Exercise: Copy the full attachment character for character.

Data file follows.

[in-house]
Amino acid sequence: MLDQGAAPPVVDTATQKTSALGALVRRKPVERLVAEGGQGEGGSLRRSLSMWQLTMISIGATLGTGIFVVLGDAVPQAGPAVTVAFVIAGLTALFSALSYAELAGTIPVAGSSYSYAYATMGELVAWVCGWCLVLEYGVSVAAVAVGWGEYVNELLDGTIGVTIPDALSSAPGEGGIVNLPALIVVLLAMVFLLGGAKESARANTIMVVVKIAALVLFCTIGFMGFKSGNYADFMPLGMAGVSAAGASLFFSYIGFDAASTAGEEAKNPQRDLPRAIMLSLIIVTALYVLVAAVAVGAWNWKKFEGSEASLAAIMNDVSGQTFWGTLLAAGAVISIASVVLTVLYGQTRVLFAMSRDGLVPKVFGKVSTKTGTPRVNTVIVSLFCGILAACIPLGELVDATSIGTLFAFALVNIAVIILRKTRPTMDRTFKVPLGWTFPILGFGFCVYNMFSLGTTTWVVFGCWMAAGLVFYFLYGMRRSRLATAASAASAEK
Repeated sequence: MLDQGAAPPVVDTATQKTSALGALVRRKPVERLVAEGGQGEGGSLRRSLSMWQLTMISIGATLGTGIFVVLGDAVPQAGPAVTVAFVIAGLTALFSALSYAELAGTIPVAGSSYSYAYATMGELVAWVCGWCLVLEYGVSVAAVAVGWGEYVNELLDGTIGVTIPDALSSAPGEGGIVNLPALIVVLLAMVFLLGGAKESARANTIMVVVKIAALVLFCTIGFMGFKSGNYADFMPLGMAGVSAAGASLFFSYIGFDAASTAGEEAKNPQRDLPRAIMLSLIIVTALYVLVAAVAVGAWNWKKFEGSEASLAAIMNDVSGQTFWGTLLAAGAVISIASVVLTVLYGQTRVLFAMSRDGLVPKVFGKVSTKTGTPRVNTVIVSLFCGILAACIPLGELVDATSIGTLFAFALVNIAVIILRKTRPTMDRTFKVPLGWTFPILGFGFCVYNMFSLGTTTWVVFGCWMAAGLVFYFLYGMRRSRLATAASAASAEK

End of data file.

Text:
[in-house]
Amino acid sequence: MLDQGAAPPVVDTATQKTSALGALVRRKPVERLVAEGGQGEGGSLRRSLSMWQLTMISIGATLGTGIFVVLGDAVPQAGPAVTVAFVIAGLTALFSALSYAELAGTIPVAGSSYSYAYATMGELVAWVCGWCLVLEYGVSVAAVAVGWGEYVNELLDGTIGVTIPDALSSAPGEGGIVNLPALIVVLLAMVFLLGGAKESARANTIMVVVKIAALVLFCTIGFMGFKSGNYADFMPLGMAGVSAAGASLFFSYIGFDAASTAGEEAKNPQRDLPRAIMLSLIIVTALYVLVAAVAVGAWNWKKFEGSEASLAAIMNDVSGQTFWGTLLAAGAVISIASVVLTVLYGQTRVLFAMSRDGLVPKVFGKVSTKTGTPRVNTVIVSLFCGILAACIPLGELVDATSIGTLFAFALVNIAVIILRKTRPTMDRTFKVPLGWTFPILGFGFCVYNMFSLGTTTWVVFGCWMAAGLVFYFLYGMRRSRLATAASAASAEK
Repeated sequence: MLDQGAAPPVVDTATQKTSALGALVRRKPVERLVAEGGQGEGGSLRRSLSMWQLTMISIGATLGTGIFVVLGDAVPQAGPAVTVAFVIAGLTALFSALSYAELAGTIPVAGSSYSYAYATMGELVAWVCGWCLVLEYGVSVAAVAVGWGEYVNELLDGTIGVTIPDALSSAPGEGGIVNLPALIVVLLAMVFLLGGAKESARANTIMVVVKIAALVLFCTIGFMGFKSGNYADFMPLGMAGVSAAGASLFFSYIGFDAASTAGEEAKNPQRDLPRAIMLSLIIVTALYVLVAAVAVGAWNWKKFEGSEASLAAIMNDVSGQTFWGTLLAAGAVISIASVVLTVLYGQTRVLFAMSRDGLVPKVFGKVSTKTGTPRVNTVIVSLFCGILAACIPLGELVDATSIGTLFAFALVNIAVIILRKTRPTMDRTFKVPLGWTFPILGFGFCVYNMFSLGTTTWVVFGCWMAAGLVFYFLYGMRRSRLATAASAASAEK